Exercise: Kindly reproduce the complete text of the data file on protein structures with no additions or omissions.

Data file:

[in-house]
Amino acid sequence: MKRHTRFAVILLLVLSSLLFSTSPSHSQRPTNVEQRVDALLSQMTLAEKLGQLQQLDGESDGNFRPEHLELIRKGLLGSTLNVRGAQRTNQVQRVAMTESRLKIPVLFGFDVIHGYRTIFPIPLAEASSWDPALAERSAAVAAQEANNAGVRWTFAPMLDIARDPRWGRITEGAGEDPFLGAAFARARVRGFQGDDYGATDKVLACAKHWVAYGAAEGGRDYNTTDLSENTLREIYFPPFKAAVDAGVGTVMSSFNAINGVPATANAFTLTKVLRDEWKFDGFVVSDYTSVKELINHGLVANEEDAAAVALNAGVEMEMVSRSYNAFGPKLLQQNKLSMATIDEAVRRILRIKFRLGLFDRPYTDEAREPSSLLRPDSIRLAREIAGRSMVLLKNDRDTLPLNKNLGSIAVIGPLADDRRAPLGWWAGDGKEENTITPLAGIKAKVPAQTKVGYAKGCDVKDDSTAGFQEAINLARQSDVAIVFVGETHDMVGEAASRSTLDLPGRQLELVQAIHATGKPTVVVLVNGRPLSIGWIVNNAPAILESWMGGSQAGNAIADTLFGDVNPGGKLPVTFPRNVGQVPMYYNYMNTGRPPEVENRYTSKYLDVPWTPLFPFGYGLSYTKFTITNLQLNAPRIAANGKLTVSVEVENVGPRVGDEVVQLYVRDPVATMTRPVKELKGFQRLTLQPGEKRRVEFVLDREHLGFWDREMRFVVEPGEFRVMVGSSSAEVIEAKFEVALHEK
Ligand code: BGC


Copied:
[in-house]
Amino acid sequence: MKRHTRFAVILLLVLSSLLFSTSPSHSQRPTNVEQRVDALLSQMTLAEKLGQLQQLDGESDGNFRPEHLELIRKGLLGSTLNVRGAQRTNQVQRVAMTESRLKIPVLFGFDVIHGYRTIFPIPLAEASSWDPALAERSAAVAAQEANNAGVRWTFAPMLDIARDPRWGRITEGAGEDPFLGAAFARARVRGFQGDDYGATDKVLACAKHWVAYGAAEGGRDYNTTDLSENTLREIYFPPFKAAVDAGVGTVMSSFNAINGVPATANAFTLTKVLRDEWKFDGFVVSDYTSVKELINHGLVANEEDAAAVALNAGVEMEMVSRSYNAFGPKLLQQNKLSMATIDEAVRRILRIKFRLGLFDRPYTDEAREPSSLLRPDSIRLAREIAGRSMVLLKNDRDTLPLNKNLGSIAVIGPLADDRRAPLGWWAGDGKEENTITPLAGIKAKVPAQTKVGYAKGCDVKDDSTAGFQEAINLARQSDVAIVFVGETHDMVGEAASRSTLDLPGRQLELVQAIHATGKPTVVVLVNGRPLSIGWIVNNAPAILESWMGGSQAGNAIADTLFGDVNPGGKLPVTFPRNVGQVPMYYNYMNTGRPPEVENRYTSKYLDVPWTPLFPFGYGLSYTKFTITNLQLNAPRIAANGKLTVSVEVENVGPRVGDEVVQLYVRDPVATMTRPVKELKGFQRLTLQPGEKRRVEFVLDREHLGFWDREMRFVVEPGEFRVMVGSSSAEVIEAKFEVALHEK
Ligand code: BGC